To the editor:
A Sept. 24, 2020 letter to the editor of the Alexandria Times was titled, “Alexandria has overcome systemic racism.” The author congratulates the people of Alexandria and their representatives “for overturning the past discrimination that occurred in Alexandria….The days of slavery and slave trading are long gone … the days of Jim Crow and segregation are also long gone. … [Alexandrians] have cause for pride that there is no systemic racism in city government, including its housing, zoning, health and police departments …”
We respectfully beg to differ.
If one accepts a rather common definition of systemic racism – when our institutions, e.g, housing, health, education, banking, etc., have created systems and policies over time that advantage white families over families of color – then one must acknowledge that the vestiges of such racism are present everywhere in the deeply entrenched and disheartening racial disparities and inequities that characterize communities of color, and especially the African American community.
For example, data going back more than two decades confirms that a Black adult in Alexandria is at almost twice the risk of dying prematurely than a white adult of the same age range. Moreover, 43% of the Hispanic population, 31% of Black population but only 5% of whites are with- out health insurance coverage.
A few other glaring inequities help make the case that systemic racism is far from over in the City of Alexandria:
• More than 80% of whites in Alexandria have a college degree or higher, but only one out of three Blacks or Hispanics have a college degree or higher.
• In 2019, 54% of the instances of use of force by the Alexandria Police Department were against Blacks though they represent only 23% of the population.
• In Alexandria, the average Black household has 20% of the wealth of the average white household. With respect to income, non-Hispanic whites earn more than $85,000 a year, compared to $37,000 for Black workers and only $24,000 for Hispanic workers.
Of all the disparities identified above, perhaps none have been as perverse, longstanding and intractable as the racial wealth gap. To that point, Nikole Hannah-Jones, in a June 28, 2020, New York Times Magazine article wrote, “While unchecked discrimination still plays a significant role in shunting opportunities for black Americans, it is white Americans’ centuries-long economic head start that most effectively maintains racial caste today.”
Without significant progress in narrowing and eventually closing the racial wealth gap, success with other key disparities could be greatly marginalized. The conclusion of a recent report by the Institute for Assets and Social Policy at Brandeis University stated:
As long as a substantial wealth gap persists, white households will continue to enjoy greater advantages than their black and Latino neighbors in meeting the financial challenges of everyday life and will be able to make greater investments in their children, passing economic advantages on.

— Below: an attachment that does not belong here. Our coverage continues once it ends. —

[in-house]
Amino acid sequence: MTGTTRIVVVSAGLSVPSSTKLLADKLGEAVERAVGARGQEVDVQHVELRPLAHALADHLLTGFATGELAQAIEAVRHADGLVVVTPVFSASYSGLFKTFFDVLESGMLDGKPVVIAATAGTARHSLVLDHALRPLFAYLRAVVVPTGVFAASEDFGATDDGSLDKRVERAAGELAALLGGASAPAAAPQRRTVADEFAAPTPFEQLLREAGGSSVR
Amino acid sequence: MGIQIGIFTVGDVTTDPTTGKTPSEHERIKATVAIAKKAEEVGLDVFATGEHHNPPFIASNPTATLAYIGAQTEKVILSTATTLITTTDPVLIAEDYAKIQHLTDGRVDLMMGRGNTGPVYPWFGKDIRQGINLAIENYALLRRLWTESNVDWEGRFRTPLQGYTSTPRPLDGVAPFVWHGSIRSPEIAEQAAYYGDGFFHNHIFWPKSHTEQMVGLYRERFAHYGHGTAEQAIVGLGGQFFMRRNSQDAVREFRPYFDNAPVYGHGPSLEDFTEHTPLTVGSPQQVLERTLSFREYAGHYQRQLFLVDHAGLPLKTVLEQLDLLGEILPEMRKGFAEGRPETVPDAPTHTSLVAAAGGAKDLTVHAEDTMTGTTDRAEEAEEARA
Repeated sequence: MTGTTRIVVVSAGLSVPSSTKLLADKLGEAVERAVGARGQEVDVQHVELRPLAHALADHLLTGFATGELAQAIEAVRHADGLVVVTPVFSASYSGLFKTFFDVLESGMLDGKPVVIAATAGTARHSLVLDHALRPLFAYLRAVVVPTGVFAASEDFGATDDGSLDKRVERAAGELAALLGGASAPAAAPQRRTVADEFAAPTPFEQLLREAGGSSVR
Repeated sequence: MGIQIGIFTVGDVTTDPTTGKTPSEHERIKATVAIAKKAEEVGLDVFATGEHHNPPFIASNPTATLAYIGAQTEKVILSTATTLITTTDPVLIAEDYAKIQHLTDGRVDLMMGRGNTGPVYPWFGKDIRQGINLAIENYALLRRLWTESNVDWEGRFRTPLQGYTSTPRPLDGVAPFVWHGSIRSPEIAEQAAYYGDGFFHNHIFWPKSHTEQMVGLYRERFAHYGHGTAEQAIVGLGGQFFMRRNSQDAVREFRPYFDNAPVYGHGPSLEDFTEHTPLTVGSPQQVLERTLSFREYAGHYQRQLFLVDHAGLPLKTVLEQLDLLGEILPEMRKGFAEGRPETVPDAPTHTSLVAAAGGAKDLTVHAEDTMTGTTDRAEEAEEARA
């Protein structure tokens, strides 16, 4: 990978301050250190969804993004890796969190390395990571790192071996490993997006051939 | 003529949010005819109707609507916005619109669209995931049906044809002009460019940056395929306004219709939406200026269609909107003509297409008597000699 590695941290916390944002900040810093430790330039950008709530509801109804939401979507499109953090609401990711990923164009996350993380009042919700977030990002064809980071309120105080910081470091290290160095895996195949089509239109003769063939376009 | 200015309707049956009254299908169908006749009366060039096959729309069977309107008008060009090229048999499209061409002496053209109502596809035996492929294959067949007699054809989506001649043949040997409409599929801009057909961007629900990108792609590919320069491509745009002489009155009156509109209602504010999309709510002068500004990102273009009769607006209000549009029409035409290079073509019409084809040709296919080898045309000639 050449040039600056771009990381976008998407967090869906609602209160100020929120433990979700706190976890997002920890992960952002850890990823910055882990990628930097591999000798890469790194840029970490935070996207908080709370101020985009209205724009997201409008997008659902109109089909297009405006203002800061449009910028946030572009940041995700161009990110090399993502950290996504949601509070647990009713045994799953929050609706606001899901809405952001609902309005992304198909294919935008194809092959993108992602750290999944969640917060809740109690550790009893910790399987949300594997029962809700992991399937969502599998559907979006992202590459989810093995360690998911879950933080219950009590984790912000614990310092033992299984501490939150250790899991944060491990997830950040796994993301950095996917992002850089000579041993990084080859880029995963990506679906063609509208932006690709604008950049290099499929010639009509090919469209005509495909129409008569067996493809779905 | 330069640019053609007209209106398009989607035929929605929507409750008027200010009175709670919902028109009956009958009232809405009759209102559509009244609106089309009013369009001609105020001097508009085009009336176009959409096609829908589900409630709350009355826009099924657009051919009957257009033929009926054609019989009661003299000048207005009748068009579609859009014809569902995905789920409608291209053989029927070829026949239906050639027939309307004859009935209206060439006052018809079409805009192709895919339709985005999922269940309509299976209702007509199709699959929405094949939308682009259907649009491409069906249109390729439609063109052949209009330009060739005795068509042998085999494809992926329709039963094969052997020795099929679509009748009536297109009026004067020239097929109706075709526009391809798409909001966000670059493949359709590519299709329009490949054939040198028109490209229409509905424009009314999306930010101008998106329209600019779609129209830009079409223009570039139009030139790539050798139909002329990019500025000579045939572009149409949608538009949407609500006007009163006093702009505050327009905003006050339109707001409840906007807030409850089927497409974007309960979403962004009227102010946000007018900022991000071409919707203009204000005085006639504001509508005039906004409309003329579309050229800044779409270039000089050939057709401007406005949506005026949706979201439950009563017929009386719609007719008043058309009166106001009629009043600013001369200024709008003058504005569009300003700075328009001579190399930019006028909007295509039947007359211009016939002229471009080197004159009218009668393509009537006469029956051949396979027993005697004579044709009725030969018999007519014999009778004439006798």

The author of the Alexandria Times letter to the editor also points to the removal or repurposing of “many reminders of [our] deplorable past” as further testimony to the absence of systemic racism in the city. These include the renaming of Jefferson Davis Highway, the removal of the Appomattox statue and the repurposing of the early 19th century slave trading property on Duke Street to a museum that tells the true stories about our city’s slave trading history.
All these actions – including others such as decisions to rename T.C. Williams High School and Matthew Maury Elementary School – should indeed be applauded. They are necessary but far from sufficient to the achievement of meaningful and sustainable racial equity in the city. They are the low-hanging fruit on the deeply rooted tree of systemic racism; they are the barriers that must be disposed of before one can even glimpse the daunting work ahead of mitigating and eliminating racial inequities.
Racial equity is achieved when race can no longer be used to predict life outcomes. Because the seeds of systemic racism were planted before our country became a nation, and we still feel its effects today, we must acknowledge that it cannot be uprooted overnight – and not even perhaps within the next decade. But at least for the moment, the winds of change are at our backs and the conversations on racial equity and justice continue to permeate throughout the community.
We hope that the momentum for reform can and will be maintained, so that we can, in the words of NY Times columnist Charles M. Blow, “work together to create a ‘new normal’ in which the legacy of bigotry and unequal treatment no longer infects our institutions or our hearts.”
-Richard E. Merritt, Tavares Floyd, Alexandria